Happy first day of March! Today we are announcing a change in our Creativity Crusader publishing schedule. We will send a new edition to your mailbox the second and fourth Wednesday of each month. View a recap of six resource links . . .
If you go to Google Images™ and type a search for creativity, you will find anything from colored light bulbs to the smiling faces of children blowing dandelions. Creativity, creative thinking, and problem solving are often seen as unscientific. Those who prefer a structured and logical approach to life view them as non-important “soft skills.” In fact, it may be argued that some people actually do not like creativity.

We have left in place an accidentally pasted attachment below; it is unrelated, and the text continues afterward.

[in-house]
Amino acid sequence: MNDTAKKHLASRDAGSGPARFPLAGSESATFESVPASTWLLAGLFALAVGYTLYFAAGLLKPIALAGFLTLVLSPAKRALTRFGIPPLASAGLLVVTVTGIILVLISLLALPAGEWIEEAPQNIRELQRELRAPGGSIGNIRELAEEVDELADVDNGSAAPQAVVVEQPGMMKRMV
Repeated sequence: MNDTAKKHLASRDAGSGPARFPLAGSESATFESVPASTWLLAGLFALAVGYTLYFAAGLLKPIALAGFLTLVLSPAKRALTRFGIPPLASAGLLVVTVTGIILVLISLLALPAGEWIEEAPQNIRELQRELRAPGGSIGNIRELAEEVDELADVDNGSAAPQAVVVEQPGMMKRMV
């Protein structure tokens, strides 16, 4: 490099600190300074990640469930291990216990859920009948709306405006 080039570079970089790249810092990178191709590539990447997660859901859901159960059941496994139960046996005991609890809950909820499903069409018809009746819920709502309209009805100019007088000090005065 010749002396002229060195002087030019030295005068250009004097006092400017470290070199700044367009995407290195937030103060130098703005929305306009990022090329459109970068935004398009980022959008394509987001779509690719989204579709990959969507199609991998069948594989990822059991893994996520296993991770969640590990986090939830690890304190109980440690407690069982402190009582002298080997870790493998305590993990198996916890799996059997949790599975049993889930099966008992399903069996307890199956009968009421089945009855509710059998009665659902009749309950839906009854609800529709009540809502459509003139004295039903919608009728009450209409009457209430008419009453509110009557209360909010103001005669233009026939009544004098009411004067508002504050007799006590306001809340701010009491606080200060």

“What If?” Part Two: Igniting Disruptive thinking
Sometimes the beginning of the creative process can be as simple as asking the question, “What if?” This question can help us change course or even take us on a new path. Here are several examples:
- Screenwriter James V. Hart received his creative inspiration from his six-year-old son’s question, “What if Peter Pan grew up?” The result: Hook.
- Screenwriter Marc Norman’s son, Zachary, asked his father, “What if Shakespeare had writer’s block when writing ‘Romeo and Juliet?” The result: Shakespeare in Love.
- Screenwriter Bob Gale was visiting his parents and found his father’s yearbook in the basement. When reading about his father, he asked the question, “What if I had gone to school with him? Would I have been friends with him?” The result: Back to the Future.
As we discussed in the last blog, “What if?” may be two of the most important words in the creative process.